Going Exotic: A Guide to Buying Exotic Hardwood Floors
We’ve all had the experience of walking into someone’s home and being wowed. Something about their home sets it apart, gives it a certain subtle sleekness that seems impossible to replicate in your own home. I’m going to let you in on a little secret; sometimes, all it takes to achieve that effect is installing exotic hardwood flooring.
Upgrading your flooring is one of the best ways to improve your home. Not only do hardwood floors increase the resale value of your home, but they also make your home visually dynamic. However, hardwood floors have become somewhat ubiquitous. In other words, they are so common that they are no longer noticeable. Installing exotic hardwood floors instead of traditional wood flooring is a great way to make your flooring unique and boost the value of your home.
What exactly is exotic hardwood flooring?
Basically, exotic hardwood flooring is any type of flooring which uses wood that does not come from North America. This makes it a very broad category. However, for the most part, exotic hardwood flooring comes from South America. Popular types of wood include: Brazilian Tigerwood, Cherry and Mahogany.
Exotic hardwood flooring generally offers consumers a wider array of choices in regards to color, texture and hardness than traditional flooring options like oak and maple. In addition, exotic hardwood tends to be harder than North American wood, making it slightly more durable.
What are the downsides to exotic hardwood flooring?
The primary downside to exotic hardwood flooring is price. The costs of sourcing and transporting exotic hardwood make it a more expensive option than traditional hardwood. However, this might soon change.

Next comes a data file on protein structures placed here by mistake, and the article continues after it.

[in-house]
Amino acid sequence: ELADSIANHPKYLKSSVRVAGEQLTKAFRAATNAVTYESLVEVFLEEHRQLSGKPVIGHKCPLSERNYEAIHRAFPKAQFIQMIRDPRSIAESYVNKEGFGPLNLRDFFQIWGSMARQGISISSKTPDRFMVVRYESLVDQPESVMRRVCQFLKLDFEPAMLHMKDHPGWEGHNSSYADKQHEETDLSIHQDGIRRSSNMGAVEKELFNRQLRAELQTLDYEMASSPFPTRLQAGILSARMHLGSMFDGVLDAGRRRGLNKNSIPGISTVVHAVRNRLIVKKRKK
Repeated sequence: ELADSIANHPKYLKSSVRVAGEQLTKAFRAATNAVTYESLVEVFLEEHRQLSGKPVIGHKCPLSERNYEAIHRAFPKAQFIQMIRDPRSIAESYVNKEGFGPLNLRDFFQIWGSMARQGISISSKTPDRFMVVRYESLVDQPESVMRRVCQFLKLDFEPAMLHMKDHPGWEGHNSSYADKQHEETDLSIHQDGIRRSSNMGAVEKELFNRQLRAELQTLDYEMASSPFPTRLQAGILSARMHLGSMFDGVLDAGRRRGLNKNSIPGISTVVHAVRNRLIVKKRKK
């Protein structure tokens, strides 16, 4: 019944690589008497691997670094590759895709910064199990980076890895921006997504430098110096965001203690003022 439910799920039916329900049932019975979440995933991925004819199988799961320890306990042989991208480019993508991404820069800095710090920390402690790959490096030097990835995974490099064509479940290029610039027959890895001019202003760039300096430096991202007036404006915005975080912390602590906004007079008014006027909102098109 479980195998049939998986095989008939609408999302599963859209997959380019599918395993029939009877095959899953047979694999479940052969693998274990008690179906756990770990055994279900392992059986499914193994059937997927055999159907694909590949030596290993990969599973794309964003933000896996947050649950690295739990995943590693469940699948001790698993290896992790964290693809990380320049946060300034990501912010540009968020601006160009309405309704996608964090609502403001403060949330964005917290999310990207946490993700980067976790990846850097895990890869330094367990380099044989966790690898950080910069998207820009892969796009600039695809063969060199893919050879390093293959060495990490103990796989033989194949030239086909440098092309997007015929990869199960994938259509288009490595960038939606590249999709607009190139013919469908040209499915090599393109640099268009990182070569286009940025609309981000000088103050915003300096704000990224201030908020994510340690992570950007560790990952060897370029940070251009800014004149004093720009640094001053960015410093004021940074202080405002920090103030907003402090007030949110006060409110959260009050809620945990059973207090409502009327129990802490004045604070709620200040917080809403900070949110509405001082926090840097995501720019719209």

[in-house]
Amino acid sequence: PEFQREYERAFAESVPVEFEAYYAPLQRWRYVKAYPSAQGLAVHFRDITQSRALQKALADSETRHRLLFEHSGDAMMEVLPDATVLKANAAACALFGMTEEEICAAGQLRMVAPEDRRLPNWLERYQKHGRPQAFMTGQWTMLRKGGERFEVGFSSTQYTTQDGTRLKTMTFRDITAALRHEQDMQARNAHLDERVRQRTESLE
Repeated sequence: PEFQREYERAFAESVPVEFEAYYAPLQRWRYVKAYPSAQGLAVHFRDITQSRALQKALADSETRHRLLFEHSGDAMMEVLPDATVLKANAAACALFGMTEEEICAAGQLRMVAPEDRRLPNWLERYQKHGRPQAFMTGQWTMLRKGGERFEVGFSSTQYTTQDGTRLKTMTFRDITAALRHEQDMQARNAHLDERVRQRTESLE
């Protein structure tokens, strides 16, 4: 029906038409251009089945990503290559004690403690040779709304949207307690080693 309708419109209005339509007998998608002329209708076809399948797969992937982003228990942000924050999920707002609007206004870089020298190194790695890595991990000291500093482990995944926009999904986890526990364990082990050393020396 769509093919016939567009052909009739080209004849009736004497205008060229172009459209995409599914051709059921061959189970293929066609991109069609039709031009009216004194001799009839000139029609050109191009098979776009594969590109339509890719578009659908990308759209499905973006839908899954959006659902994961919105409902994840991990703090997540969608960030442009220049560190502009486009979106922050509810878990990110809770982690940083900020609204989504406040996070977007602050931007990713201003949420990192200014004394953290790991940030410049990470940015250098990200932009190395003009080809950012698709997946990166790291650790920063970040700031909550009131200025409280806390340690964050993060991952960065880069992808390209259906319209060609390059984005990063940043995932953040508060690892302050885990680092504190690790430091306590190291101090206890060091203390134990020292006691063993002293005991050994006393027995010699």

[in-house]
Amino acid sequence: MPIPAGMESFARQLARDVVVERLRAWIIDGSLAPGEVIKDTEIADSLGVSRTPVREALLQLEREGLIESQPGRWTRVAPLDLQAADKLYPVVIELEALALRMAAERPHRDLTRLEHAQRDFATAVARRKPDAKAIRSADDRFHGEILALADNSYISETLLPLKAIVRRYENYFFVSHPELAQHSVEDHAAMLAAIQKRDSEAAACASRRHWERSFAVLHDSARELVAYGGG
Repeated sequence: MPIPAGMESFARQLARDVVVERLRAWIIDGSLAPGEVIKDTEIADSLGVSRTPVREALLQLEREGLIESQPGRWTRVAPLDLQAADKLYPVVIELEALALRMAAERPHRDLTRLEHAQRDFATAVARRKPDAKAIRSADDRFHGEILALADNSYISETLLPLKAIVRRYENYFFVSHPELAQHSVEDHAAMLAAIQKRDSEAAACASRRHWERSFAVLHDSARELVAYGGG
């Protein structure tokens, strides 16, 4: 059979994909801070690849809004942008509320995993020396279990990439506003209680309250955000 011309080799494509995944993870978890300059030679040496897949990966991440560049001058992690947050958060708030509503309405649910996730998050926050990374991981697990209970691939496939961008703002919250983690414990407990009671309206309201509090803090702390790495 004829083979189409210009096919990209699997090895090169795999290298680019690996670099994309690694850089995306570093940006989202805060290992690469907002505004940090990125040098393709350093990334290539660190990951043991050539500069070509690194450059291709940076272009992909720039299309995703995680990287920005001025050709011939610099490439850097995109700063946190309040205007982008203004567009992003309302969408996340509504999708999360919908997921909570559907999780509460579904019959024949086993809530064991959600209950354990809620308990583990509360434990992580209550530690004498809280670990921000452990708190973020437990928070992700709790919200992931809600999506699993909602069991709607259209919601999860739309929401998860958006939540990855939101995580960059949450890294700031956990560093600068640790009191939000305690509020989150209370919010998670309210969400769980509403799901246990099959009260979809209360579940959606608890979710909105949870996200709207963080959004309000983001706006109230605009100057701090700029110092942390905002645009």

Globalization has made international trading cheaper than ever. As developing countries in South America see more Foreign Direct Investment, it will become cheaper to source and transport exotic hardwood. This will make purchasing exotic hardwood flooring cheaper. In addition, the durability of exotic hardwood makes it a good investment over time.
The other downside to exotic hardwood is sustainability. Deforestation in South America is a legitimate problem. If you decide to install exotic hardwood flooring, you have a responsibility purchase sustainably sourced wood. This means buying from a reputable seller.
Consumers are often asked to choose either exotic hardwood or traditional hardwood. In reality, this is a false dichotomy. What we think of as exotic hardwood is actually comprised of hundreds of types of wood, each of which have positive and negative attributes.
Traditionally, consumers haven’t had much choice in regards to flooring options.Today, however, the world is more open. As a result, consumers have more options. And with the advent of the internet, they can research those options carefully and choose the best one for their home.
Exotic hardwood flooring simply gives consumers more options. Any responsible consumer should due their due diligence before installing a new floor and consider those options.